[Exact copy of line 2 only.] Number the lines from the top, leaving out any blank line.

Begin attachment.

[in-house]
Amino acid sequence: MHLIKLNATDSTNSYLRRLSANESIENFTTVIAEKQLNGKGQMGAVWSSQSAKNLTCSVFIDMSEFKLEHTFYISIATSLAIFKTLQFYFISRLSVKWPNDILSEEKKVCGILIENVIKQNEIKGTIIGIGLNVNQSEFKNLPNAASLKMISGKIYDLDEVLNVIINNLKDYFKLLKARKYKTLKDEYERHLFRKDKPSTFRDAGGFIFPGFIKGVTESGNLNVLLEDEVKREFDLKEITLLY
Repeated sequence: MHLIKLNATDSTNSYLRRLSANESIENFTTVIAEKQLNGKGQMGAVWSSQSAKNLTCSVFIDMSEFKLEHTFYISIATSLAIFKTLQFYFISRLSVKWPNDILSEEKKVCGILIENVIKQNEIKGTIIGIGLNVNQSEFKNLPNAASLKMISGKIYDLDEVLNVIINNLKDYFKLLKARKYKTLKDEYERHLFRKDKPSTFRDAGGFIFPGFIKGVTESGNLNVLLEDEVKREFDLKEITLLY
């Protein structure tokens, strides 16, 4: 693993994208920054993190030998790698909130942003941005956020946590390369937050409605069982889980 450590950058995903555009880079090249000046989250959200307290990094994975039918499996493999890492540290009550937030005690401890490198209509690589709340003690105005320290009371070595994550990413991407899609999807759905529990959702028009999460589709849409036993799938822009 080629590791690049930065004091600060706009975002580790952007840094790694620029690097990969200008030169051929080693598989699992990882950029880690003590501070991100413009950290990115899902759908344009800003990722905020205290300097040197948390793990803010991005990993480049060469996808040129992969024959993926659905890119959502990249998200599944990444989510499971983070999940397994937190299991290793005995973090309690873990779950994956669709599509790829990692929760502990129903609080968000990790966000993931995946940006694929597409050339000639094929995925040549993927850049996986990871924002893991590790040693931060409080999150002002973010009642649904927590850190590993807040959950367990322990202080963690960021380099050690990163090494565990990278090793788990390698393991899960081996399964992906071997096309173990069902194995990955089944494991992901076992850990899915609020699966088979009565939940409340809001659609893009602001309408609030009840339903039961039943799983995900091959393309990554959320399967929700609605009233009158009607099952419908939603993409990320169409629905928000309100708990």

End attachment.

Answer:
Amino acid sequence: MHLIKLNATDSTNSYLRRLSANESIENFTTVIAEKQLNGKGQMGAVWSSQSAKNLTCSVFIDMSEFKLEHTFYISIATSLAIFKTLQFYFISRLSVKWPNDILSEEKKVCGILIENVIKQNEIKGTIIGIGLNVNQSEFKNLPNAASLKMISGKIYDLDEVLNVIINNLKDYFKLLKARKYKTLKDEYERHLFRKDKPSTFRDAGGFIFPGFIKGVTESGNLNVLLEDEVKREFDLKEITLLY